“Baseball breaks your heart; it is designed to break your heart.
The game begins in the spring, when everything else begins;
It blossoms in the summer, filling the afternoons and the evenings;
And then, as soon as the chill rains come, it stops and leaves you to face the fall all alone.”
-Bart Giamatti (Baseball Commissioner, 1989)
I can still recall the wonder and excitement that would accompany Opening Day in my youth. From somewhere around the age of seven (when the sport first fully grabbed hold of me), I realized the significance of the start of a new baseball season. I suppose it represented what New Year’s Day represents for many adults, although even that comparison doesn’t really capture the essence of the feeling.
On Opening Day all things are possible for your team. It matters not that the roster is replete with second-rate players who will never achieve personal greatness or that every single prognosticator has picked your team for last place. On Opening Day, your team is undefeated, the players’ uniforms are unsullied, and everyone is batting a thousand (actually not true in mathematical terms, but you get my point).
And on Opening Day, all your dreams can be realized; your team can win the World Series, and you can find fulfillment, be that measured by success in little league or, as I got older, getting a date with the cute girl in Social Studies class. Of course, that little league success never happened, and that cute girl never took an interest in me. That’s the reality that the innocence of Opening Day is unable (or unwilling) to see.
The Cubbies are all aglow with enthusiasm this spring. They have stockpiled a bunch of young stars-to-be, and they made a couple of big moves in the off-season, signing ace pitcher Jon Lester to a big contract, and stealing the highly touted manager, Joe Maddon, from Tampa Bay. Some fans have even been thinking this might be the year to erase the curse.
The Cubs had the spotlight on Sunday night, opening the season with a nationally-televised (ESPN) game against the rival St. Louis Cardinals (who also have high hopes for their season, as do all the other 28 teams). They had Lester on the mound, ready to lead his team to a win, and Maddon in the dugout, ready to make all the perfect strategic moves as the game progressed. The grass was green; the fans were excited; everything was as it needed to be.
The thing about being young and Opening Day is that their innocence is precious in both their purity and their naïveté. Only in our youth can the true wonder of Opening Day (with its promise not only of a successful season for your team but of the never-ending summer vacation that is soon to start) be held so dear, without even knowing how quickly it will pass or understanding how bitter the defeats to come will seem.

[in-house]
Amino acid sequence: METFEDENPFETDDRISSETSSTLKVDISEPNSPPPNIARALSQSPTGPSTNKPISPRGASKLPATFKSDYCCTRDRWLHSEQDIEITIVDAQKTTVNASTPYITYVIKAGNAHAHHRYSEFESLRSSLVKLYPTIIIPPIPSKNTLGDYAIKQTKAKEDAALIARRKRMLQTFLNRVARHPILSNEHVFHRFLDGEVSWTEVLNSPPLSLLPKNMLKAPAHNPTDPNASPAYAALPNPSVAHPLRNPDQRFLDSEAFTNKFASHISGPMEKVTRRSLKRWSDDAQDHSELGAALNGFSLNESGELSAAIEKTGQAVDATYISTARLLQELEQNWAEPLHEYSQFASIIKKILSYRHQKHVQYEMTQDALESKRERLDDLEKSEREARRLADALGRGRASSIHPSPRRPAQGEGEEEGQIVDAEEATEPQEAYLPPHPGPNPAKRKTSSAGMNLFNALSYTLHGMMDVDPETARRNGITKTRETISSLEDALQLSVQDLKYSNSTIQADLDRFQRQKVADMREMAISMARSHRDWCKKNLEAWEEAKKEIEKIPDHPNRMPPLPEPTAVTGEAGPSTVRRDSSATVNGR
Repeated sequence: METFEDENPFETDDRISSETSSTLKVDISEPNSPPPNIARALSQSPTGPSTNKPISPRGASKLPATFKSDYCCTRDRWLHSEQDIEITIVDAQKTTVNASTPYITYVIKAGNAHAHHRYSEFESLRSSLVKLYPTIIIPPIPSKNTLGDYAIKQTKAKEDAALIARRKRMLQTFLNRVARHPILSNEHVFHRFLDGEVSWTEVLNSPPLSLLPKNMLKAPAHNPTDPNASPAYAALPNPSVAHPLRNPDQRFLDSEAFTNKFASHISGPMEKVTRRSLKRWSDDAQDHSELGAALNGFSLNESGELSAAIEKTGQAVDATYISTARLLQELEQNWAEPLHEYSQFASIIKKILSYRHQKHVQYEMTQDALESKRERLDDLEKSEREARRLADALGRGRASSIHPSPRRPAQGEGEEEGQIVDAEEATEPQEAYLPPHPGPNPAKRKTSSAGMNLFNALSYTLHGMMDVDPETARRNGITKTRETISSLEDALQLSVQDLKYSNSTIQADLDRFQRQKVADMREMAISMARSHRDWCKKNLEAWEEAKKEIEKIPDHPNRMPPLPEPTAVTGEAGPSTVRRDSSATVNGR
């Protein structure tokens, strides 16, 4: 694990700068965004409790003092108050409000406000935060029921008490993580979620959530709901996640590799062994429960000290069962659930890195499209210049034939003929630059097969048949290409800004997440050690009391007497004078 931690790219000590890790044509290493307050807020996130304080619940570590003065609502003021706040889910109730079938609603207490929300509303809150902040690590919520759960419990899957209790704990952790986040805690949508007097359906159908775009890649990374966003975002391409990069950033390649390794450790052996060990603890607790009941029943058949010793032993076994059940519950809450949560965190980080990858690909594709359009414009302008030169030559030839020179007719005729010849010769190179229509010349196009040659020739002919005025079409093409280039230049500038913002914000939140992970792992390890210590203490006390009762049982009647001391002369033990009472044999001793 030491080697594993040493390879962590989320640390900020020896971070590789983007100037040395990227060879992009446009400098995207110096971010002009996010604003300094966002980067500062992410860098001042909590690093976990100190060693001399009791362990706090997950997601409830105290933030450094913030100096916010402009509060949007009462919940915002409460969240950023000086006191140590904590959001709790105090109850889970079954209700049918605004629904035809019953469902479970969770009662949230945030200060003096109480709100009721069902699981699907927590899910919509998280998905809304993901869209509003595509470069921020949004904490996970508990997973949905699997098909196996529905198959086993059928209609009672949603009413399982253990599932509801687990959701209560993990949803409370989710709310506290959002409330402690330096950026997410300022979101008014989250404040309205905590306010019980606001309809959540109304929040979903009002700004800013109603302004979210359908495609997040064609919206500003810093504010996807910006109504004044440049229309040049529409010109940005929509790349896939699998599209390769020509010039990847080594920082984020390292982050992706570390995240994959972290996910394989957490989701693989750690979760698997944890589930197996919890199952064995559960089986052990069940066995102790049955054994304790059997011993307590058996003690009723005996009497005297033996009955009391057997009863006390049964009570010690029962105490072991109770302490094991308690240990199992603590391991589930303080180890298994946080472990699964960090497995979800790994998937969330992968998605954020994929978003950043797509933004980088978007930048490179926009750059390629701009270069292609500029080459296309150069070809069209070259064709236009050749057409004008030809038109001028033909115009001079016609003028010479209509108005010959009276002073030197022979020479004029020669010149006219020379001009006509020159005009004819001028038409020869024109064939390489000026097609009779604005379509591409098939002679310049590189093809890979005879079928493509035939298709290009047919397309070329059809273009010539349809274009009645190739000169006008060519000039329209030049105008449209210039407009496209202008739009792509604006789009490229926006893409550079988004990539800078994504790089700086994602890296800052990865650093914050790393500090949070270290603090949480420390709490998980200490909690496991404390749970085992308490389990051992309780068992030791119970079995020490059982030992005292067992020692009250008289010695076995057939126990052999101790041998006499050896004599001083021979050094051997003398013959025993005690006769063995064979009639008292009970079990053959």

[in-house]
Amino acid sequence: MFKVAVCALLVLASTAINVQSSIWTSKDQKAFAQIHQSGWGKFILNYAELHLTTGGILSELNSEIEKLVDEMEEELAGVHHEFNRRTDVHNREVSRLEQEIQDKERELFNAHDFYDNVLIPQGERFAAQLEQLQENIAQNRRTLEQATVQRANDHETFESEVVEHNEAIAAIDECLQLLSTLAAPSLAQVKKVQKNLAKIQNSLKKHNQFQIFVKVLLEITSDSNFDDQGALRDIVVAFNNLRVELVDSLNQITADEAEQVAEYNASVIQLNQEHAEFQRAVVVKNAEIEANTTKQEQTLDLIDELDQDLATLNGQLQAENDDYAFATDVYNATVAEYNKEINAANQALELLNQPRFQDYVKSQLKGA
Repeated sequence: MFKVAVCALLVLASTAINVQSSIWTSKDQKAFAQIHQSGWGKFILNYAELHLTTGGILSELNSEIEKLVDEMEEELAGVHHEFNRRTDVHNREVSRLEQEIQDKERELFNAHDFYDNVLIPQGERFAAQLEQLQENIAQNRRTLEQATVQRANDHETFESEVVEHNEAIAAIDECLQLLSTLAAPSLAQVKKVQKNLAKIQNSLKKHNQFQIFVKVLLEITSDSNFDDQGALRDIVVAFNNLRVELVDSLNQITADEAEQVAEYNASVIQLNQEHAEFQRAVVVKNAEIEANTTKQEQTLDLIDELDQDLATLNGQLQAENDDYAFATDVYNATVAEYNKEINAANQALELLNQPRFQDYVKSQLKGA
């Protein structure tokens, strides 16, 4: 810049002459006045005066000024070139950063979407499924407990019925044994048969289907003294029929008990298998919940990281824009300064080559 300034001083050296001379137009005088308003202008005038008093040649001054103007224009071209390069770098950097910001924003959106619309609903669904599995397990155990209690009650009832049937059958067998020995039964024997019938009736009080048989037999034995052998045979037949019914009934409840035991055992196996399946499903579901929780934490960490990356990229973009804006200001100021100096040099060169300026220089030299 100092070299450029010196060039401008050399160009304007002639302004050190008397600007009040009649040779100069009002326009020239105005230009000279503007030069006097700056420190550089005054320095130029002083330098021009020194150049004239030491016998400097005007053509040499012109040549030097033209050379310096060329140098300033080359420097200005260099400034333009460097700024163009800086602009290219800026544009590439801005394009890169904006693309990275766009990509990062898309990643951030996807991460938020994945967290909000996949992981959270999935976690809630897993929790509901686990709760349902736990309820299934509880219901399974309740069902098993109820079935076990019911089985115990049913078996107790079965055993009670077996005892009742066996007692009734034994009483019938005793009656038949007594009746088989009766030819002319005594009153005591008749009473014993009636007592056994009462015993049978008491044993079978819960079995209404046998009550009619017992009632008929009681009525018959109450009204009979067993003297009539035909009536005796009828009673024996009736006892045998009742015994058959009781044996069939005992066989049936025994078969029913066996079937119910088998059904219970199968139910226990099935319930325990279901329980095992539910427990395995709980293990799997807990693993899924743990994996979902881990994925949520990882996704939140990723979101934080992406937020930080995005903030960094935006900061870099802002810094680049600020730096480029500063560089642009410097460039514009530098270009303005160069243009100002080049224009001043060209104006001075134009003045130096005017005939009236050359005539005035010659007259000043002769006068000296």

The baseball season takes its toll, just as life does: key players are injured and miss critical games; balls bounce the wrong way too often and too many close games are lost; players go through slumps that never seem to end; trades that were supposed to improve the team have exactly the opposite result. By summer’s end, the team is well out of any hopes of a pennant (or a playoff run in today’s format), and thoughts turn to football or basketball or hockey or anything but watching the team lose yet another game.
But none of that is envisioned when we’re young on Opening Day. Only the perfection of the team, the game, life.
The loss of innocence that the flow of a baseball season represents is matched by the loss of innocence that comes with the maturity that the passing years bring in life. It can be cruel, as in the sudden death of a parent or a spouse or (that most monstrous of heartbreaks) a child. Or it can be subtle, as in the realization that I’m not going to become a medical doctor or a U.S. Senator or a Pulitzer Prize winning author.
The best of us manage to find ways to maintain an inner sense of fulfillment with the course our lives take. For me that has been finding joy in my family, my career, my hobbies, and my interests. Attitude is everything; that seems to be the core of all the messages from the many religions and from the ubiquitous spiritual advisors. And I cannot deny their wisdom, for I have seen it make a difference in my life on many occasions (most dramatically in my battle with cancer).
But, ah, youth! How wondrous it is. And how special it is to feel the joy of youth that Opening Day provides. I cherish the memory, even as I relive it every year.
But, yes, I am now old enough and wise enough to cover my bets. I no longer anticipate perfection or even expect my team to make it to the World Series (and since it’s been 26 years since the Dodgers were last there, I guess I’ve had reality hit me pretty hard on that dream). Instead, I find joy in the moment and let myself suffer the indignities of those bumps in the road with what I hope is a fair amount of grace.
So a magnificent orchestral performance, or a finely acted theatrical play, or a great movie, or a wondrous novel, or a happy gathering of friends, or a call from one of my sons, or a quiet evening with my still beautiful wife, fills me with the joy and wonder that comes close to that feeling I remember from my youth as the players took the field on Opening Day.
No, it isn’t the same. It isn’t even close, really. But it suffices in the end to make life still seem a treasure and to make my life still seem incredibly blessed.
Oh, and, yes, as you may have heard, the Cubbies lost to St. Louis, 3 to 0.